Wednesday, April 25, 2012

An inequality involving moments

 $\newcommand{\bR}{\mathbb{R}}$  Suppose that $w:\bR\to \bR$ is a nonnegative, even smooth function  decaying fast at $\infty$, $w\in\mathscr{S}(\bR)$.


$$s_m(w)= \int_{\bR^m} w(|x|) dx,\;\;  d_m(w):=\int_{\bR^m} x_i^2 w(|x|) dx,\;\;\forall i $$

$$ h_m(w) = \int_{\bR^m} x_i^2x_j^2 w(|x|) dx,\;\;\forall i<j. $$

Is it true that

$$ d_m(w)^2\geq s_m(w) h_m(w)  \tag{A}$$

for any $m\geq 2$ and any $w$  satisfying the above restrictions?

Example 1.   Observe first that

$$ s_n(w)= \left(\int_{S^{m-1}} dA\right)\int_0^\infty r^{m-1} w(r) dr $$

$$ d_n(w)= \left( \int_{S^{m-1}}x_1^2 dA(x)\right)\int_0^\infty r^{m+1} w(r) dr, $$

$$ h_n(w)= \left( \int_{S^{m-1}}x_1^2x_2^2 dA(x) \right)\int_0^\infty r^{m+3} w(r) dr, $$


$$a_m:=\int_{S^{m-1}} dA = \frac{2\pi^{\frac{m}{2}}}{\Gamma(\frac{m}{2})},\;\;  b_m:=\int_{S^{m-1}}x_1^2 dA(x)=   \frac{\pi^{\frac{m}{2}}}{\Gamma(1+\frac{m}{2})}=\frac{a_m}{m}, $$

$$c_m:= \int_{S^{m-1}}x_1^2x_2^2 dA(x)=   \frac{\pi^{\frac{m}{2}}}{2\Gamma(2+\frac{m}{2})} = \frac{b_m}{m+2}. $$


$$ d_m^2= b_m^2 \left(\int_0^\infty r^{m+1} w(r) dr)\right)^2=\frac{a_m^2}{m^2}   \left(\int_0^\infty r^{m+1} w(r) dr)\right)^2, $$


$$s_m d_m= \frac{a_m^2}{m(m+2)} \left(\int_0^\infty r^{m-1} w(r) dr\right)\left(\int_0^\infty r^{m+3} w(r) dr\right), $$

so that the inequality (A)  is equivalent to

$$ \left(\int_0^\infty r^{m+1} w(r) dr)\right)^2\geq \frac{m}{m+2} \left(\int_0^\infty r^{m-1} w(r) dr\right)\left(\int_0^\infty r^{m+3} w(r) dr\right). \tag{B} $$

A. Let us now choose $w(t)=t^{2k} e^{-t^2}$, $k$ nonnegative integer. Then for any $a>0$ we have

$$ \int_0^\infty t^a w(t) dt=\int_0^\infty t^{a+2k} e^{-t^2}  dt $$


$$= \frac{1}{2}\int_0^\infty s^{\frac{a+2k-1}{2}} e^{-s} ds = \frac{1}{2}\Gamma\left(k+\frac{a+1}{2}\right). $$

For this choice of weight   the inequality (A) becomes

$$\Gamma(k +1+\frac{m}{2})^2\geq \frac{m}{m+2}\Gamma(k+\frac{m}{2})\Gamma(k+2+\frac{m}{2}). $$

This is equivalent to

$$ k+\frac{m}{2}=\frac{\Gamma(k +1+\frac{m}{2})}{\Gamma(k+\frac{m}{2})}\geq \frac{m}{m+2} \frac{\Gamma(k+2+\frac{m}{2})}{\Gamma(k+1+\frac{m}{2})}= \frac{m}{m+2}\left(k+1+\frac{m}{2}\right) . $$

One can easily verify that the last inequality  holds for any $m\geq 2$, $k\geq 0$. It   turns into an equality when $k=0$.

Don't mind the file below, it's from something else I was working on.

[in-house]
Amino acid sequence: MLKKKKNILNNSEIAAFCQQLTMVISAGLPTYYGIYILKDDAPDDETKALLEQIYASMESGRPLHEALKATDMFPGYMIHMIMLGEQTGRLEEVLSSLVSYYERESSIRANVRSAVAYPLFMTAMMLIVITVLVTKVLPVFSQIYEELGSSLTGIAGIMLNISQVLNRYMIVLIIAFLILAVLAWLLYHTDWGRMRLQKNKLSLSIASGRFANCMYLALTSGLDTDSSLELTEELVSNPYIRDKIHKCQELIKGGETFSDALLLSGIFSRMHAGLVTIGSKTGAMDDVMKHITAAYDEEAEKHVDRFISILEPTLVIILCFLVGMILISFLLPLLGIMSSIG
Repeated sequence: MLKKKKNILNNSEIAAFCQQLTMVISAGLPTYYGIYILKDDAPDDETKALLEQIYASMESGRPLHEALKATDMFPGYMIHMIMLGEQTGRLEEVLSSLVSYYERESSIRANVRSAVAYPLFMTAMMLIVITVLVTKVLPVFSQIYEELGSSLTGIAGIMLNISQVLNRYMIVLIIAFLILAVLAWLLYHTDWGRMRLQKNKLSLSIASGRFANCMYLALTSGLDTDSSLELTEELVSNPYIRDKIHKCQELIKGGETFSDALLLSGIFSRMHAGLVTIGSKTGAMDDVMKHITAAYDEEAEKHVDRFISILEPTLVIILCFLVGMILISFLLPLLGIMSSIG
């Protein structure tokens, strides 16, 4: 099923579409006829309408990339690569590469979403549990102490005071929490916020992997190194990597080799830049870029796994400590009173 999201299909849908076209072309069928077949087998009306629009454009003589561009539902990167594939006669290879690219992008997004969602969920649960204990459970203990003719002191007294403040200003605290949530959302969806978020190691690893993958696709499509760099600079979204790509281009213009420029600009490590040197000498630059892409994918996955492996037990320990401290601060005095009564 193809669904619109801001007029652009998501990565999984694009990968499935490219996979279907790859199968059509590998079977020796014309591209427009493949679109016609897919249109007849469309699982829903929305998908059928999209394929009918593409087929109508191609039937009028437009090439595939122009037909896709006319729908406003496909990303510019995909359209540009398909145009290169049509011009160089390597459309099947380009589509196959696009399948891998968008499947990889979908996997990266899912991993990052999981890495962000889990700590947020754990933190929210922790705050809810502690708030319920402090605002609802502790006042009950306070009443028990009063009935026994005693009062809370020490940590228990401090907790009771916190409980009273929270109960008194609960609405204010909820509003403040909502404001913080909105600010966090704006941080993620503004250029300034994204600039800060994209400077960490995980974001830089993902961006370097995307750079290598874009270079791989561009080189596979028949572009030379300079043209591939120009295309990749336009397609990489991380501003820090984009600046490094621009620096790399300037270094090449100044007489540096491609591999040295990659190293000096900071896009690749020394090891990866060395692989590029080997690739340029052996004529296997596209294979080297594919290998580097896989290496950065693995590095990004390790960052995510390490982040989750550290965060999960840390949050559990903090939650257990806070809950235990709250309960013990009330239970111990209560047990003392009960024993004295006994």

B.  Suppose that $w(t)=(1+t^{2k}) e^{-t^2}$. Then

$$ \int_0^\infty r^a w(t) dr=  \int_0^\infty r^a e^{-r^2} dr +  \int_0^\infty r^{a+2k} e^{-r^2} dr $$

$$= \frac{1}{2}\left( \Gamma\left(\frac{a+1}{2}\right)+\Gamma\left(k+\frac{a+1}{2}\right)\;\right).$$

In this case the inequality (A)  has the equivalent form

$$ \frac{\Gamma(1+\frac{m}{2})+\Gamma(k +1+\frac{m}{2})}{\Gamma(\frac{m}{2})+\Gamma(k+\frac{m}{2})}\geq \frac{m}{m+2}\times  \frac{\Gamma(2+\frac{m}{2})+\Gamma(k+2+\frac{m}{2})}{\Gamma(1+\frac{m}{2})+\Gamma(k+1+\frac{m}{2})},$$


$$ \frac{\Gamma(1+\frac{m}{2})}{ \Gamma(\frac{m}{2})}\times \frac{1+\prod_{j=0}^{k-1} (1+j+\frac{m}{2})}{ 1+\prod_{j=0}^{k-1} (j+\frac{m}{2})} \geq  \frac{m}{m+2}\times \frac{\Gamma(2+\frac{m}{2})}{\Gamma(1+\frac{m}{2})} \times \frac{1+ \prod_{j=0}^{k-1} (2+j+\frac{m}{2})}{ 1+\prod_{j=0}^{k-1} (1+j+\frac{m}{2})},$$

which further simplifies to

$$  \frac{1+\prod_{j=0}^{k-1} (1+j+\frac{m}{2})}{ 1+\prod_{j=0}^{k-1} (j+\frac{m}{2})}\geq  \frac{1+ \prod_{j=0}^{k-1} (2+j+\frac{m}{2})}{ 1+\prod_{j=0}^{k-1} (1+j+\frac{m}{2})}. $$

For $k=1$ this reduces to

$$ \frac{2+\frac{m}{2}}{1+\frac{m}{2}}\geq \frac{3+\frac{m}{2}}{2+\frac{m}{2}}. $$

This is obviously true since $(m+4)^2> (m+2)(m+6)$.  $\Box$

We  can reformulate  the inequality (A)  as a convexity inequality as follows. For $a>1$ define

$$T_a(w)=\frac{\int_0^\infty t^{a-1} w(t) dt}{ \int_0^\infty t^{a-1} e^{-t^2} dt}. $$

Then the inequality (A) can be rewritten as

$$\frac{T_{m+2}}{T_m}\geq \frac{T_{m+4}}{T_{m+2}} \Longleftrightarrow  T_{m+2}(w)^2\geq T_m(w) T_{m+4}(w). \tag{C}$$

Update 1. The inequality  (B) is false in  this generality. It suffices to choose $w(t)$ that approximates the  singular measure

$$\mu_n =\delta_1+\frac{1}{n^{m-2}}\delta_n, $$

where $\delta_c$ denotes the Dirac delta measure on $\bR$ concentrated at $c$. I  wonder if the inequality does hold if $(t)$ is log-concave in a rather special way


where  $U(t)$ is smooth, even, convex and $\lim_{t\to\infty} U(t)=\infty$.

Also,  what are the asymptotics of

$$ R_m=\frac{\left(\int_0^\infty r^{m+1} w(r) dr\right)^2}{\left(\int_0^\infty r^{m} w(r) dr\right)\left(\int_0^\infty r^{m+3} w(r) dr\right)} $$

as $m\to \infty$?

Monday, April 2, 2012

This is only the first step

I'm starting this math blog and I hope it will work.      I hope you can see this beautiful equation

$$e^{\pi \boldsymbol{i}} +1=0,\;\;\boldsymbol{i}=\sqrt{-1}, $$

or this wonderful equality

$$\int_{\mathbb{R}} e^{-\frac{x^2}{2}} dx=\sqrt{2\pi}. $$